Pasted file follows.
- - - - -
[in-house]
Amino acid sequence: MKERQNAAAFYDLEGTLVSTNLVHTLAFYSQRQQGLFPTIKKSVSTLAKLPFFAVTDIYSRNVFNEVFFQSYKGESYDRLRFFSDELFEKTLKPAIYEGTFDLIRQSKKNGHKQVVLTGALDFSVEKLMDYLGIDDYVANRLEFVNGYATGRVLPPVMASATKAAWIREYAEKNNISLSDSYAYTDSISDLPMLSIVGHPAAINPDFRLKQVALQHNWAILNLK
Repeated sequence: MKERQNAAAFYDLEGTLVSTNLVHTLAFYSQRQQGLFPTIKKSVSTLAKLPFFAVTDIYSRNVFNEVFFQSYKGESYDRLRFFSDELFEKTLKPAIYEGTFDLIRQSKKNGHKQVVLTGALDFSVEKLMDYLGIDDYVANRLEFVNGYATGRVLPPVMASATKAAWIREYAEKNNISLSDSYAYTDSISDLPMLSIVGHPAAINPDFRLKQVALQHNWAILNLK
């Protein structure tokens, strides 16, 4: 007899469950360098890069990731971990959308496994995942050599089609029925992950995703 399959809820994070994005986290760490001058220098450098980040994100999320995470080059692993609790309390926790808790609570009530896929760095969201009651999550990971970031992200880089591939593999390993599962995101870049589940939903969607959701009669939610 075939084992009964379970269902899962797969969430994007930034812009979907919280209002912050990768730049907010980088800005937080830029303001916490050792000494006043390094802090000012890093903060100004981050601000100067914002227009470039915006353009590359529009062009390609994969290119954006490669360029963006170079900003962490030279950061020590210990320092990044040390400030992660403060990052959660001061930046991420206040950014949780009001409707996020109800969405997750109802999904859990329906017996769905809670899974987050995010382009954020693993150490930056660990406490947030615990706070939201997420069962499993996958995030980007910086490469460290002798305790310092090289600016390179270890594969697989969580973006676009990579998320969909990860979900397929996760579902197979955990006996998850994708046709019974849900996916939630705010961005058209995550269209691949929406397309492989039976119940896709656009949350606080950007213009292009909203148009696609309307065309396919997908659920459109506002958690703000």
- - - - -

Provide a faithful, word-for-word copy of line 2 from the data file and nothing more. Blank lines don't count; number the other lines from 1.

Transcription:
Amino acid sequence: MKERQNAAAFYDLEGTLVSTNLVHTLAFYSQRQQGLFPTIKKSVSTLAKLPFFAVTDIYSRNVFNEVFFQSYKGESYDRLRFFSDELFEKTLKPAIYEGTFDLIRQSKKNGHKQVVLTGALDFSVEKLMDYLGIDDYVANRLEFVNGYATGRVLPPVMASATKAAWIREYAEKNNISLSDSYAYTDSISDLPMLSIVGHPAAINPDFRLKQVALQHNWAILNLK